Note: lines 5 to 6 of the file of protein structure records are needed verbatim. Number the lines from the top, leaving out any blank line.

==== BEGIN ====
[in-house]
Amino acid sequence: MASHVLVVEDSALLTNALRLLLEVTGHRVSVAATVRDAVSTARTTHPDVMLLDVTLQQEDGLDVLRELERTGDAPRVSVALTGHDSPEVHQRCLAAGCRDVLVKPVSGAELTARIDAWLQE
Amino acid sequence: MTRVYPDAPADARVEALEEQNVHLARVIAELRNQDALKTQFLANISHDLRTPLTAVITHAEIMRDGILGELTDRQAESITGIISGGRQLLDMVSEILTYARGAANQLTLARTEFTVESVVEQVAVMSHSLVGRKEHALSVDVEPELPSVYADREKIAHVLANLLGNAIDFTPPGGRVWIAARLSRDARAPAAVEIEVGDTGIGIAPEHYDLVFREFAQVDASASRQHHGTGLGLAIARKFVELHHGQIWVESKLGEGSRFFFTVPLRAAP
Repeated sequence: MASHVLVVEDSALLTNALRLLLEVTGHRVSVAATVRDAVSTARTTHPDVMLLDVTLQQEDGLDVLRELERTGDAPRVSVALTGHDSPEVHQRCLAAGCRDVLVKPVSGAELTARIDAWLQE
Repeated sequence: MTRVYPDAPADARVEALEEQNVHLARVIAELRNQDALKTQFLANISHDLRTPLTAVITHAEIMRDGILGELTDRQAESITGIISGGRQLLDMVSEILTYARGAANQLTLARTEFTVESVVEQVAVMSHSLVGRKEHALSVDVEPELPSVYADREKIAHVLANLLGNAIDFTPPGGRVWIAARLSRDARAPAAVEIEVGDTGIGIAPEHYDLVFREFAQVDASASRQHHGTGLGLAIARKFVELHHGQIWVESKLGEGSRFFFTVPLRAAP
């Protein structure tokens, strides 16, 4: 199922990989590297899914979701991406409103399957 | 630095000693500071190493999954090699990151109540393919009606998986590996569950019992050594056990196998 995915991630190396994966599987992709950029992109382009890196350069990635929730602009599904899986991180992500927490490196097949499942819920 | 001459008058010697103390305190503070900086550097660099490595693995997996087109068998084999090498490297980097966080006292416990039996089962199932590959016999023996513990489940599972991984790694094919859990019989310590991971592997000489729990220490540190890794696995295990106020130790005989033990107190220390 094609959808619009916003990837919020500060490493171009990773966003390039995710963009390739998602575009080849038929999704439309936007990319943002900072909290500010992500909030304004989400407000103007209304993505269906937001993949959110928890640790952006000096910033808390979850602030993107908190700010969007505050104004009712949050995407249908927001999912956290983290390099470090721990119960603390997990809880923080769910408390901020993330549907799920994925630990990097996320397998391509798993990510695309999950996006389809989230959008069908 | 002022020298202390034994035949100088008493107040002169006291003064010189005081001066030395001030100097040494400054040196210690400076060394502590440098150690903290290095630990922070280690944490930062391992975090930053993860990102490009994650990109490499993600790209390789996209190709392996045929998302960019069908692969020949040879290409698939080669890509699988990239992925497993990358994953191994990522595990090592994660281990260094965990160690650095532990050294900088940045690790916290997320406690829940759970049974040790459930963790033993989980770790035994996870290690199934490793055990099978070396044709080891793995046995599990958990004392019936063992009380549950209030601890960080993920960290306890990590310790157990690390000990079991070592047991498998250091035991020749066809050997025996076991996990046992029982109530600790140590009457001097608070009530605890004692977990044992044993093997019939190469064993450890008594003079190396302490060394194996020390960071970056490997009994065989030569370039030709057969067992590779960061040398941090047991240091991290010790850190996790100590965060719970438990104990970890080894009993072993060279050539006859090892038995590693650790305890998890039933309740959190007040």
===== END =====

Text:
Repeated sequence: MTRVYPDAPADARVEALEEQNVHLARVIAELRNQDALKTQFLANISHDLRTPLTAVITHAEIMRDGILGELTDRQAESITGIISGGRQLLDMVSEILTYARGAANQLTLARTEFTVESVVEQVAVMSHSLVGRKEHALSVDVEPELPSVYADREKIAHVLANLLGNAIDFTPPGGRVWIAARLSRDARAPAAVEIEVGDTGIGIAPEHYDLVFREFAQVDASASRQHHGTGLGLAIARKFVELHHGQIWVESKLGEGSRFFFTVPLRAAP
């Protein structure tokens, strides 16, 4: 199922990989590297899914979701991406409103399957 | 630095000693500071190493999954090699990151109540393919009606998986590996569950019992050594056990196998 995915991630190396994966599987992709950029992109382009890196350069990635929730602009599904899986991180992500927490490196097949499942819920 | 001459008058010697103390305190503070900086550097660099490595693995997996087109068998084999090498490297980097966080006292416990039996089962199932590959016999023996513990489940599972991984790694094919859990019989310590991971592997000489729990220490540190890794696995295990106020130790005989033990107190220390 094609959808619009916003990837919020500060490493171009990773966003390039995710963009390739998602575009080849038929999704439309936007990319943002900072909290500010992500909030304004989400407000103007209304993505269906937001993949959110928890640790952006000096910033808390979850602030993107908190700010969007505050104004009712949050995407249908927001999912956290983290390099470090721990119960603390997990809880923080769910408390901020993330549907799920994925630990990097996320397998391509798993990510695309999950996006389809989230959008069908 | 002022020298202390034994035949100088008493107040002169006291003064010189005081001066030395001030100097040494400054040196210690400076060394502590440098150690903290290095630990922070280690944490930062391992975090930053993860990102490009994650990109490499993600790209390789996209190709392996045929998302960019069908692969020949040879290409698939080669890509699988990239992925497993990358994953191994990522595990090592994660281990260094965990160690650095532990050294900088940045690790916290997320406690829940759970049974040790459930963790033993989980770790035994996870290690199934490793055990099978070396044709080891793995046995599990958990004392019936063992009380549950209030601890960080993920960290306890990590310790157990690390000990079991070592047991498998250091035991020749066809050997025996076991996990046992029982109530600790140590009457001097608070009530605890004692977990044992044993093997019939190469064993450890008594003079190396302490060394194996020390960071970056490997009994065989030569370039030709057969067992590779960061040398941090047991240091991290010790850190996790100590965060719970438990104990970890080894009993072993060279050539006859090892038995590693650790305890998890039933309740959190007040």